Review Summary: Well, at least Chiodos don't suck THAT much anymore..
I don’t know, maybe Chiodos does get too much of a bad rep. Sure, Alls Well That Ends Well
sucked a lot. A whole lot, actually. But then, Bone Palace Ballet
is a really really really large step forward for the guys. I mean, the vocals still suck a whole lot and resemble really bad mixtures of Thomas Erak and Anthony Green, but at least they have a penchant for trying to create unique songs now. Its too bad it generally comes off as they’re just trying too hard for their own good.
Chiodos, at the end of the day, sound best as a really fun post-hardcore band with lots of pop-punk influence. They have plenty of upbeat melodies and frequently the use (excessive at times) of piano and strings really make listening to Chiodos seem like it could be a good time. Yeah Craig Owens voice is really strained and high pitched (read: gay), but I mean at times it is very catchy. All in all, they have a very good chance at becoming a better version of From First to Last meets The Fall of Troy really; except instead of a great drummers or guitarists they have solid guitarists and strange key + string incorporation.
Here is the giant downfall of Chiodos; they want to be a serious band. And they suck at it. All their attempts at being dark and brooding, at being morose and macabre, appearing to write dark songs all end up sounding incredibly forced and plainly stupid. Its obvious all the instruments are dying to be playing slightly progressive parts, in the vein of how Circa Survive rips off The Mars Volta, but they end up being relegated to second place behind really awkwardly placed key performances. Back to the main point here: Chiodos’ attempts at being a band you can take for serious (and at times even trying to pull of “intense”) are laughable, and generally end up being pretty self indulgent and ridiculous.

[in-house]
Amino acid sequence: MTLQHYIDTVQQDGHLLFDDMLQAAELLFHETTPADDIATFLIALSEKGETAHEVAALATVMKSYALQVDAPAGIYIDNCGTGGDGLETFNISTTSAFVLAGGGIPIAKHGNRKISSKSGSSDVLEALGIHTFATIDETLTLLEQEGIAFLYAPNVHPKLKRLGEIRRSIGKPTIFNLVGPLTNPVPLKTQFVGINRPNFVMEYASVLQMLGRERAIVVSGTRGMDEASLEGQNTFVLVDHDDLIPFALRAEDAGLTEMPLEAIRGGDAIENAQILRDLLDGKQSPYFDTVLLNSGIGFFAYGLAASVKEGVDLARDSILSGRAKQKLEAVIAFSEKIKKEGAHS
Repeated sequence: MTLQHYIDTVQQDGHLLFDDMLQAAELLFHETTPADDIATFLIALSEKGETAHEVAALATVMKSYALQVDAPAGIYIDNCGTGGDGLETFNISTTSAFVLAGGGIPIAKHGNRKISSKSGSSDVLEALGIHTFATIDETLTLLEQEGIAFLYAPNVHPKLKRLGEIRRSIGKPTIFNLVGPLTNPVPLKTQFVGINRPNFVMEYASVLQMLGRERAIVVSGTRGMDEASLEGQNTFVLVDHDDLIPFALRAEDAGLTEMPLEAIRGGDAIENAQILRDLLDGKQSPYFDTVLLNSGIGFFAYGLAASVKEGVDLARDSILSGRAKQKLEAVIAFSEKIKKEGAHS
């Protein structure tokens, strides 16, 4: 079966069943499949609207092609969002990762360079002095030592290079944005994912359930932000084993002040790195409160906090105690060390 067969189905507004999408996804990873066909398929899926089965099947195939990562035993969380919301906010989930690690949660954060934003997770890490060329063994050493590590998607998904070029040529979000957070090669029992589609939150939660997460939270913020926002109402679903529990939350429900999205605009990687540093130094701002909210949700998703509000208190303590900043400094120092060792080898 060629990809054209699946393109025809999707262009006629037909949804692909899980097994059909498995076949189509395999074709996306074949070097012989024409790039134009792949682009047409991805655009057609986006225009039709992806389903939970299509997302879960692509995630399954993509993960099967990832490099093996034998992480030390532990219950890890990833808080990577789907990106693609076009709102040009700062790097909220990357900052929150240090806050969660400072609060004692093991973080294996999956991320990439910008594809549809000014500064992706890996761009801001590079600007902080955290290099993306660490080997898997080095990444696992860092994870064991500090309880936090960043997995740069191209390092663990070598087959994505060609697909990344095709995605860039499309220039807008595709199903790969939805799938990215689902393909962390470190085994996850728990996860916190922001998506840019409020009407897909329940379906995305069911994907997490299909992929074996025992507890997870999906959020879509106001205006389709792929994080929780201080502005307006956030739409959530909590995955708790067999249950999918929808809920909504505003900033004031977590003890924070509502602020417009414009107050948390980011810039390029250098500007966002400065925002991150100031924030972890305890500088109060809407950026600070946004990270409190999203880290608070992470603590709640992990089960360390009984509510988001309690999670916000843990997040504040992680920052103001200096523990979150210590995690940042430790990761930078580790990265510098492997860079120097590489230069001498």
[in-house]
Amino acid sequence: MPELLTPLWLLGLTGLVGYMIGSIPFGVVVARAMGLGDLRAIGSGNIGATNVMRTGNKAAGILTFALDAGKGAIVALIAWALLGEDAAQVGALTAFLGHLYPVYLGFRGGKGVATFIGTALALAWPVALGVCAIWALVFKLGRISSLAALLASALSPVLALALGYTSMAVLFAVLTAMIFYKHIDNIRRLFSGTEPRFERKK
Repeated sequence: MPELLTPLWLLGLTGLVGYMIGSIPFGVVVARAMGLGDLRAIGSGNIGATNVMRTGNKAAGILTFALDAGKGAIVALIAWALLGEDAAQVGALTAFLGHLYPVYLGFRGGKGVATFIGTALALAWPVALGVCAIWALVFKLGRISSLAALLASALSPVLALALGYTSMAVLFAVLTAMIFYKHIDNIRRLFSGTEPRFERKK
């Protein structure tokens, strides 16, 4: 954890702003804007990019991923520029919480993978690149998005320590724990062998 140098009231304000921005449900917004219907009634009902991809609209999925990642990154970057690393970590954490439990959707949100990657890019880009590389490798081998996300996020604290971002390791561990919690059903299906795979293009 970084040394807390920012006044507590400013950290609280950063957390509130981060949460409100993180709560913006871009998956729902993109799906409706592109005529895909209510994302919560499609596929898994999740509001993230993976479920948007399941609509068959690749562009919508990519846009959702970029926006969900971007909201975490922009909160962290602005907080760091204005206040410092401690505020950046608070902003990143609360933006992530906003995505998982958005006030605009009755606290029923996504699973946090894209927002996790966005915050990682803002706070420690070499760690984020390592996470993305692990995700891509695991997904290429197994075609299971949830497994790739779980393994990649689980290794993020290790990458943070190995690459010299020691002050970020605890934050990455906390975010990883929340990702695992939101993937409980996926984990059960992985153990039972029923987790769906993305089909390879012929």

Another problem with the album is the songs constantly divert every which way at random times. The best thing I can compare it to that most people interested in this album have probably heard is The Use song “The Bird & the Worm.” The songs all try to progress strangely and I suppose interestingly; but what ends up occurring is it ends up being a giant ***ing mess of ideas. They jump from ideas to ideas with little real direction besides perhaps strings connecting the two or some terrible growl/scream over a pretty piano part. They do it over and over, and its really unfortunate considering they ruin great parts (like the first minute or so of “Teeth the Size of Piano Keys,” which could have been a full song and been fantastic) with following parts that just suck and reek of overreaching their abilities to write.
Chiodos have talent. I can’t deny that they really show here they could possibly write some great songs in the future, and maybe even put out a fully fleshed out album. Of course, its going to take a lot for me to like Craig Owens as a vocalist when he sounds like a dying cat a third of the time, a bad Thomas Erak/Anthony Green hybrid another third of the time, and the last third some weird extreme metal vocalist (a bad one at that). I cant rip on the album that badly though; there are genius parts to be found here and there, and I mean despite the fact they try to be dark on most of the songs they are still pretty bouncy a lot of the time. Chiodos gets points for the effort and promise; lets hope next time they can produce an album worth all the effort and live up to the expectation.